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Géza Ottlik

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Géza Ottlik

Géza Ottlik on a 2012 Hungarian stamp

Géza Ottlik (9 May 1912 – 9 October 1990) was a Hungarian writer, translator, mathematician, and bridge theorist. According to an American obituary bridge column, he was known in Hungary as "the ultimate authority on Hungarian prose".[1]


  • Biography 1
  • Awards 2
  • Publications 3
  • References 4
  • External links 5


Ottlik was born and died in John Osborne, Evelyn Waugh); and German (Thomas Mann, G. Keller, Stefan Zweig).

He was a passionate bridge player and advanced theoretician. In a bridge column three month's after Ottlik's death, Alan Truscott placed him "among the strongest candidates" for "the bridge writer with the greatest creativity in terms of card-play theory".[1] His 1979 book Adventures in Card Play, written with Hugh Kelsey, introduced and developed many new concepts[2] (such as Backwash squeeze and Entry-shifting squeeze). According to Truscott it "opened new frontiers" in defence as well as declarer play.[1] In his 1995 obituary of Kelsey, Truscott wrote that it "broke new ground in many technical areas and is still considered the most advanced book on the play of the cards."[3] An American survey of bridge experts in 2007 ranked it third on a list of their all-time favourites, nearly thirty years after its first publication.[4]

From October 1944 to February 1945, Ottlik and his wife Gyöngyi hid the writer István Vas, a Jew, in their apartment and shared their food rations with him. Géza personally intervened to obtain the release of Vas' mother from arrest; if he had not done so, she would have been sent on a death march towards Germany. Gyöngyi faced down a group of Arrow Cross Party members who had broken into the apartment to search for the Jew allegedly hiding there; they left without discovering Vas, who survived World War II. For this, the couple were honoured on 4 June 1998 by Yad Vashem as people Righteous Among the Nations.[5]


  • Ottlik received a grant from the British Government for his translations, 1960
  • József Attila Prize (1981)
  • Kossuth Prize for Literature (1985) [1]
  • Righteous Among the Nations (1998)


  • Hamisjátékosok (Swindlers; stories) (1941)
  • Hajnali háztetők (Rooftops at Dawn; novella) (1957)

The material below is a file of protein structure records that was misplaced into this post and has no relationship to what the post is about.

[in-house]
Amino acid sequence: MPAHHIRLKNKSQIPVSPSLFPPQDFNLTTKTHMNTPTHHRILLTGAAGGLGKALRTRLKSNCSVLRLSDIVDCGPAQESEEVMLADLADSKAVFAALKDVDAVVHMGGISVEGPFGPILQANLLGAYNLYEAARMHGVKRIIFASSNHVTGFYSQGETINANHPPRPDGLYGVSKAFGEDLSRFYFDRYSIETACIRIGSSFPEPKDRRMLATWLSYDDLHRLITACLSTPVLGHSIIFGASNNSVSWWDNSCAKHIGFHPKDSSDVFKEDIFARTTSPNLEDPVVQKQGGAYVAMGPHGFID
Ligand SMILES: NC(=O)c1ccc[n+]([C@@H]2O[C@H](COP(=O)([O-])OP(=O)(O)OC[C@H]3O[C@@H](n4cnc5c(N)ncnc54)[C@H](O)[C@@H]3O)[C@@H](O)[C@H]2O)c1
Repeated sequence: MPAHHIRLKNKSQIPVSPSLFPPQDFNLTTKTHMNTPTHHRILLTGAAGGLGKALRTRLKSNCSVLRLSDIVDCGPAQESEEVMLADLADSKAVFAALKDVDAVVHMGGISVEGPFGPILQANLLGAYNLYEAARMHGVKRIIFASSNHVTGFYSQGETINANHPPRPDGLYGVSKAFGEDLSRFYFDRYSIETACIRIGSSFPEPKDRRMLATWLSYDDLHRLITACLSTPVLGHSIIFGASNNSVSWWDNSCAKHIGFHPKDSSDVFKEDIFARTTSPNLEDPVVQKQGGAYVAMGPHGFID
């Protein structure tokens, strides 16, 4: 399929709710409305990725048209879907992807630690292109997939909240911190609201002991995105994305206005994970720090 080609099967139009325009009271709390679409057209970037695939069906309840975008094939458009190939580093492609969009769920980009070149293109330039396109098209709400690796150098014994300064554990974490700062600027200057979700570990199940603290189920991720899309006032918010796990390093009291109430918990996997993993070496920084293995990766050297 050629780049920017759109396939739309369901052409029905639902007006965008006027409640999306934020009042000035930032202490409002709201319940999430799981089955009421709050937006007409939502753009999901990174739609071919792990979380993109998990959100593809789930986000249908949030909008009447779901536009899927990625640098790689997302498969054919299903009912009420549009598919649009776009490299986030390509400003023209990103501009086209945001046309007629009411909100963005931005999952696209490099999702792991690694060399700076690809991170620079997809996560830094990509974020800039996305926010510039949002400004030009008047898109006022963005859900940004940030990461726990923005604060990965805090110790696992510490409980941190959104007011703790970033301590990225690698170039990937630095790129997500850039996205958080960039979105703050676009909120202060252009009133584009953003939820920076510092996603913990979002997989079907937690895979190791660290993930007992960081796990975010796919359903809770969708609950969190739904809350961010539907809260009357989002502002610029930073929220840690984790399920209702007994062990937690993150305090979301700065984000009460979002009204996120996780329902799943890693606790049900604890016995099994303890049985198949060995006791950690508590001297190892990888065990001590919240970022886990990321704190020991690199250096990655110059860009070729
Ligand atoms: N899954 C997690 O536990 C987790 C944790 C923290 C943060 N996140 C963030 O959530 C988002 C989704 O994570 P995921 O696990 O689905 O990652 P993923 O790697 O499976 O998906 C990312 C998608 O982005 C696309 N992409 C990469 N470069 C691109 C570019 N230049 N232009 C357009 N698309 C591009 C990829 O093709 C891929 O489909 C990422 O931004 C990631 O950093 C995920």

• Iskola a határon (School at the Frontier; novel) (1959)
  • Minden megvan (Nothing's Lost; short stories) (1969, revised and enlarged 1991)
  • Adventures in Card Play, Ottlik and Hugh Kelsey (Victor Gollancz Ltd, 1979), 285 pp., OCLC 16423055 – on declarer play and defence in bridge
  • Próza (Prose; essays, interviews) (1980)
  • A Valencia-rejtély (The Valencia Enigma; novel) (1989)
  • Hajónapló (Logbook; novel) (1989)
  • Buda (novel) (1993)


  1. ^ a b c d "Bridge: Two thoughtful Hungarian writers showed their greatest creativity in card-playing theory". Alan Truscott. The New York Times. 13 January 1991. Page 45. Quote: "died on Oct. 9 at the age of 78".
      The other Hungarian is Robert Darvas, co-author of Right Through the Pack, who died in 1957.
  2. ^ Francis, Henry G., Editor-in-Chief;  
  3. ^ "Hugh Kelsey, 69, Famed Bridge Writer And Expert Player". Alan Truscott. The New York Times. 21 March 1995. Page D20. Retrieved 14 November 2014.
  4. ^ American Contract Bridge League, Bridge Bulletin, June 2007, pp. 20–22.
  5. ^ "The Righteous Among The Nations". Retrieved 2 July 2015. 

External links

  • Hungarian Literature database
  • Biography at Frankfurt '99 with linked "Publications"
  • Géza Ottlik on
  • Géza Ottlik international record at the World Bridge Federation.
  • Géza Ottlik at Library of Congress Authorities, with 14 catalogue records (chiefly linked as 'Ottlik, Géza, 1912–': select "LC Online Catalog", then "Previous")
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